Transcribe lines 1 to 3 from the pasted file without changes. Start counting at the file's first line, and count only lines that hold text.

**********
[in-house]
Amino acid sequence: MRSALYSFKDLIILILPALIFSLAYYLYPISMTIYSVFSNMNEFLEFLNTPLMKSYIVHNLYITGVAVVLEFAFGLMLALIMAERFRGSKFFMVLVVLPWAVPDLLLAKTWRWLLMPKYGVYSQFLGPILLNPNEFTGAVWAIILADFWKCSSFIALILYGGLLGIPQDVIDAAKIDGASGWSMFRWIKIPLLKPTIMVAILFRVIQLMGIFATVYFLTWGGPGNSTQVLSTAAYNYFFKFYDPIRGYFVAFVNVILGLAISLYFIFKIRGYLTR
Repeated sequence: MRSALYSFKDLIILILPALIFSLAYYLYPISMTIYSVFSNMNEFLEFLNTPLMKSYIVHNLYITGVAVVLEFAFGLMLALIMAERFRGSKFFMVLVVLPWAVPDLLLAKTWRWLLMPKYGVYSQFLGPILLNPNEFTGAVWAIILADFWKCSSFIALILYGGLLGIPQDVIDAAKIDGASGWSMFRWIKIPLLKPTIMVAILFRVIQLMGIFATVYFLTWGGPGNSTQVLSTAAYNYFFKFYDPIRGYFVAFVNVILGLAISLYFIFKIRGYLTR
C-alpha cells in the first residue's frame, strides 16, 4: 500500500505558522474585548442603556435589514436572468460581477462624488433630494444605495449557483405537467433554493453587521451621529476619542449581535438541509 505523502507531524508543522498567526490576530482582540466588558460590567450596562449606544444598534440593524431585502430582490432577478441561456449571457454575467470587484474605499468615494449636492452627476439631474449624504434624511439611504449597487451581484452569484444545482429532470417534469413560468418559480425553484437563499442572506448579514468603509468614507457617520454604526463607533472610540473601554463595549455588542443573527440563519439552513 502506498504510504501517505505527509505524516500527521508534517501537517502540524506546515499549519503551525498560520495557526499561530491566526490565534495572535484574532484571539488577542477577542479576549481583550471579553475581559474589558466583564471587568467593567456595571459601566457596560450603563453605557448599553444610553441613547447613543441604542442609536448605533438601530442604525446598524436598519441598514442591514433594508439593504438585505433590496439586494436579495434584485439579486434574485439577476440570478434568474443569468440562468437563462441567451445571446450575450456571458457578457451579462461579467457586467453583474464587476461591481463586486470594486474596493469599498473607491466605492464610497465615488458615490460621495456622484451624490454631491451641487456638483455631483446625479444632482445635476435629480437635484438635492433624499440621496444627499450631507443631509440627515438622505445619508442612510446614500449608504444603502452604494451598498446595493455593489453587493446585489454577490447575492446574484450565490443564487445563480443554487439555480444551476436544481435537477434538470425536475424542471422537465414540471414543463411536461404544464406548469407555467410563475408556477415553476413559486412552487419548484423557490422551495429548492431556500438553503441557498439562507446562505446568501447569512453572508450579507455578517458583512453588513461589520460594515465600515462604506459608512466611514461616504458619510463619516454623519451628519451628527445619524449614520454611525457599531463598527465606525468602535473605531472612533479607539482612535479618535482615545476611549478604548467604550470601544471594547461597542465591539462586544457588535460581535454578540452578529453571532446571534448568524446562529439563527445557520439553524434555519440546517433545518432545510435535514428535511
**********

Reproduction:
[in-house]
Amino acid sequence: MRSALYSFKDLIILILPALIFSLAYYLYPISMTIYSVFSNMNEFLEFLNTPLMKSYIVHNLYITGVAVVLEFAFGLMLALIMAERFRGSKFFMVLVVLPWAVPDLLLAKTWRWLLMPKYGVYSQFLGPILLNPNEFTGAVWAIILADFWKCSSFIALILYGGLLGIPQDVIDAAKIDGASGWSMFRWIKIPLLKPTIMVAILFRVIQLMGIFATVYFLTWGGPGNSTQVLSTAAYNYFFKFYDPIRGYFVAFVNVILGLAISLYFIFKIRGYLTR
Repeated sequence: MRSALYSFKDLIILILPALIFSLAYYLYPISMTIYSVFSNMNEFLEFLNTPLMKSYIVHNLYITGVAVVLEFAFGLMLALIMAERFRGSKFFMVLVVLPWAVPDLLLAKTWRWLLMPKYGVYSQFLGPILLNPNEFTGAVWAIILADFWKCSSFIALILYGGLLGIPQDVIDAAKIDGASGWSMFRWIKIPLLKPTIMVAILFRVIQLMGIFATVYFLTWGGPGNSTQVLSTAAYNYFFKFYDPIRGYFVAFVNVILGLAISLYFIFKIRGYLTR